Going to antenatal classes

If you can, it’s helpful to go to antenatal classes. The NHS offers some for free or there may be classes you can pay for in your area. They are a great way to prepare for the birth of your baby and you will also get some tips on how to look after your new baby. Antenatal classes can also be a good way to meet other expectant families in your area. Ask your midwife, health visitor or GP about NHS classes locally, or find a National Childbirth Trust (NCT) course near you.

Dealing with other people’s reactions

Most people, especially close friends and family, will usually do their best to be supportive during your pregnancy. 

Occasionally, other people’s reactions may not always be helpful. Although people usually mean well and want to help, reactions or comments from your family, friends or colleagues may leave you feeling more upset and isolated.

We’ve heard from many people who have been hurt by well-meaning but unhelpful insensitive comments or questions about what they are going through. For example, women we’ve spoken have had unhelpful comments such as “at least you won’t have to be pregnant for as long as me”, “perhaps labour will be easier if your baby is smaller” or “at least you won’t get too big”. 

This can be difficult to cope with but try to keep in mind that most people are trying to be kind and may feel nervous about what to say to you and end up saying something upsetting. They may be so anxious to say something, that they ask questions or make comments without really thinking it through. However, this doesn’t mean that it’s your job to make them feel better. 

Try to focus instead on the people who are offering support, who care and understand. We hope that for any upsetting comment or reaction you have, there is someone else who says the right things and helps you through this difficult time.

If you don’t have a support network or if you’re feeling isolated or alone, there is help available.

You can also call our pregnancy line to speak to one of our midwives for free on 0800 014 7800 (Monday to Friday, 9am to 5pm), or email us at [email protected].

Managing relationships 

If you have a partner, pregnancy can sometimes change your relationship with them. Some people cope with these changes easily, but some find it harder.

Your relationship with your partner can affect your emotional health and vice versa. A positive relationship can make you feel loved and supported, and more able to deal with stressful situations. A difficult relationship may make you feel bad about yourself, or increase  anxiety or depression.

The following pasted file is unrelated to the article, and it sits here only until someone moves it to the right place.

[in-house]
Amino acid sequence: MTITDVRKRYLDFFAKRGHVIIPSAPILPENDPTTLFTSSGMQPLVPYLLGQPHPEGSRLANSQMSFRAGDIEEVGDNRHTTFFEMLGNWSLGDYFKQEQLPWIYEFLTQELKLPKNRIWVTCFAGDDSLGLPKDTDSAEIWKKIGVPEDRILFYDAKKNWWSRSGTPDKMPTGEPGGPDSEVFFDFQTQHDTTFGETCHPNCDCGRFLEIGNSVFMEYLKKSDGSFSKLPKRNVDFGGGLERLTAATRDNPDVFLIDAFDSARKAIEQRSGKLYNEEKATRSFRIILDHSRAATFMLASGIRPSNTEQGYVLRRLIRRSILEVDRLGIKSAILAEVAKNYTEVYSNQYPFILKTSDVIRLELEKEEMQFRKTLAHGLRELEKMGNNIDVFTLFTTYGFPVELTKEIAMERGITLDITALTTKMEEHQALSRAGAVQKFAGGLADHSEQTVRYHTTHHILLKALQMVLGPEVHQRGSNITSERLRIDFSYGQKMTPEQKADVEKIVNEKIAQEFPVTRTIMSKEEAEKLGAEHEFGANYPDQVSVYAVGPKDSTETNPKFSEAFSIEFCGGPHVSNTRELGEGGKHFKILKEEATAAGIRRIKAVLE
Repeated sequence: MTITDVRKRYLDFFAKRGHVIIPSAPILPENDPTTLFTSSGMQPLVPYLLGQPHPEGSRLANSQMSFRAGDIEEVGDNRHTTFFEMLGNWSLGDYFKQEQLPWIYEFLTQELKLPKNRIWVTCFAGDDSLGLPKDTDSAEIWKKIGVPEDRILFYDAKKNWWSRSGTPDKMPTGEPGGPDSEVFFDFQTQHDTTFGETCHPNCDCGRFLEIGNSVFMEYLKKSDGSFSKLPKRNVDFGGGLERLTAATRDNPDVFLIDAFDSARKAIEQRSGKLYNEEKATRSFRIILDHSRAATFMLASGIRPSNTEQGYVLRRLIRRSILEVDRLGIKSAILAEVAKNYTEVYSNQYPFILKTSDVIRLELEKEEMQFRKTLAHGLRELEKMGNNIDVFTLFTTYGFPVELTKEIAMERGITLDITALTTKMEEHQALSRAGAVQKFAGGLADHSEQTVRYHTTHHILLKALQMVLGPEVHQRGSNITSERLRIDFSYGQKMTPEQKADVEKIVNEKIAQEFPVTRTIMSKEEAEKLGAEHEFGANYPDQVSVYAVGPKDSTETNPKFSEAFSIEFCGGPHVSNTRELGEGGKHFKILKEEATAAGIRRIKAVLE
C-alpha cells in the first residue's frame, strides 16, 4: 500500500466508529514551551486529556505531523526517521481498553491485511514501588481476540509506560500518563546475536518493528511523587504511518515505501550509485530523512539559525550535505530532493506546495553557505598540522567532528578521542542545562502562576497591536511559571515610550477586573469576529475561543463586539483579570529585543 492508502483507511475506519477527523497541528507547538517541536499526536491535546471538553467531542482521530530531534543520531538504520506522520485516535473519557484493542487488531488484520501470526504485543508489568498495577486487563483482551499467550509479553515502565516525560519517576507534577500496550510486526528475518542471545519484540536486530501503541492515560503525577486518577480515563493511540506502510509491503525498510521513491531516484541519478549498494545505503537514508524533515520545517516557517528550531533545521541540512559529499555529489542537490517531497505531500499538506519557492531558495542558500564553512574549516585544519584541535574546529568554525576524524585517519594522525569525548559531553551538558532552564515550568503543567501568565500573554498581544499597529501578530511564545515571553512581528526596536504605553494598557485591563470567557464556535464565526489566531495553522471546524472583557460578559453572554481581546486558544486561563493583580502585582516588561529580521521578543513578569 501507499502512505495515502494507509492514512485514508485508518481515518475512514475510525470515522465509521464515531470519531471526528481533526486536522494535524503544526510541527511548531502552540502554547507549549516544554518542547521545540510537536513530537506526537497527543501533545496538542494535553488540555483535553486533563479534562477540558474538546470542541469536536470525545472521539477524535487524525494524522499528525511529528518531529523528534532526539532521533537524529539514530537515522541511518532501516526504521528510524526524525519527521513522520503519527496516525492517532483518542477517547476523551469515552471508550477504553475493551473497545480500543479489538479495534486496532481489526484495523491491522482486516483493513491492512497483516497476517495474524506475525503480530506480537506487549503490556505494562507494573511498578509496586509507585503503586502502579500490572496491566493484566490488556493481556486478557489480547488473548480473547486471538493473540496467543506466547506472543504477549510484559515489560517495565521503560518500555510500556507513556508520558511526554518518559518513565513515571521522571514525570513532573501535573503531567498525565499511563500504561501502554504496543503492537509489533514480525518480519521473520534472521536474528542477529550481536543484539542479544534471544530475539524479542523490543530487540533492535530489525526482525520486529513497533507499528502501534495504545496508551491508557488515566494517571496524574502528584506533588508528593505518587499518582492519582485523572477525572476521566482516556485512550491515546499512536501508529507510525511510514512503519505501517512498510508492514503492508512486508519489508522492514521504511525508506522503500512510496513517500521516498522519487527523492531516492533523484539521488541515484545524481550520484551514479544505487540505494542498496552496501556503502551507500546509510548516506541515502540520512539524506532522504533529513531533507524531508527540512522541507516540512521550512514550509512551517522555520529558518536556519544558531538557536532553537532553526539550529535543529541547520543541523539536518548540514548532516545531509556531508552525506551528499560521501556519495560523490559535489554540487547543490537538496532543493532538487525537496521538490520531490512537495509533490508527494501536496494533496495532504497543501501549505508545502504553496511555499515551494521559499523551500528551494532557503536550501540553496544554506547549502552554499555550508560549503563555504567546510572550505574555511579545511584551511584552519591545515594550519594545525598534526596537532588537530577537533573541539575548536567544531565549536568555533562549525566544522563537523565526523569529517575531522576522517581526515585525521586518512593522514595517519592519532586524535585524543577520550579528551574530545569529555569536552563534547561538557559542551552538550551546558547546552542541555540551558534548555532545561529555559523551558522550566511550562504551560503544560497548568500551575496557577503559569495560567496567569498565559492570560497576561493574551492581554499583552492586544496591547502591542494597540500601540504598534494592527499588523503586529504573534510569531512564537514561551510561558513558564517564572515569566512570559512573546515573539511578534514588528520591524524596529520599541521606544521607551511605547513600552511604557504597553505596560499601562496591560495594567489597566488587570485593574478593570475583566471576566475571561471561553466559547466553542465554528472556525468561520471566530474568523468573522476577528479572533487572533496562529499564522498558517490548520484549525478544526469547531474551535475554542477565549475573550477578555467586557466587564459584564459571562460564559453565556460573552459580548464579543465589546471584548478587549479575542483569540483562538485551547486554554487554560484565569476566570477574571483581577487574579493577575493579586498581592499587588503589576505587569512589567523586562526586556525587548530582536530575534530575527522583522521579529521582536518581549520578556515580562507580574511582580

You may be feeling especially vulnerable at the moment. You’re trying to cope with the physical symptoms of pregnancy as well as perhaps feeling an overwhelming sense of responsibility to keep your baby safe for as long as possible. Your partner may be feeling a sense of helplessness, anxiety or a lack of control. Some partners may even feel side-lined as healthcare professionals, friends and family usually concentrate on the person carrying the baby.

Even the healthiest relationships can be under strain in stressful situations, so try not to let any worries about you as a couple overwhelm you. It’s really important that you stay open and honest with each other about how you feel. Try to understand things from each other’s point of view, give each other time to talk about how you feel and give each other some space when needed.  

It may also help to talk to someone outside of the situation. This could be a family member, friend or even a trained relationship counsellor. This could be together or on your own if you want.

You can:

Feeling like you’re missing out on having a normal pregnancy

Knowing that you’re at risk of premature birth can be very upsetting and you’re probably feeling a mix of emotions such as confusion, sadness, shock and fear. This is all normal. 

Many people also find themselves grieving for the pregnancy they wish they had. Or they feel a sense of unfairness and questioning why is this happening to me? Again, this is natural and understandable. Every parent-to-be hopes for a straightforward pregnancy with no complications, so it can be very difficult to accept when there are problems.

You may find yourself feeling frustrated or disappointed. Many people feel guilty or wonder if they could have done something to prevent the early delivery of their baby. Feelings of failure are also common. Some women feel like their body has failed them or that they have failed at motherhood before they have even started.

All these feelings can be made worse by comparing yourself to other women who, from an outsider’s perspective at least, seemed to glide through pregnancy effortlessly. This may be family, friends, or even celebrities you follow on social media.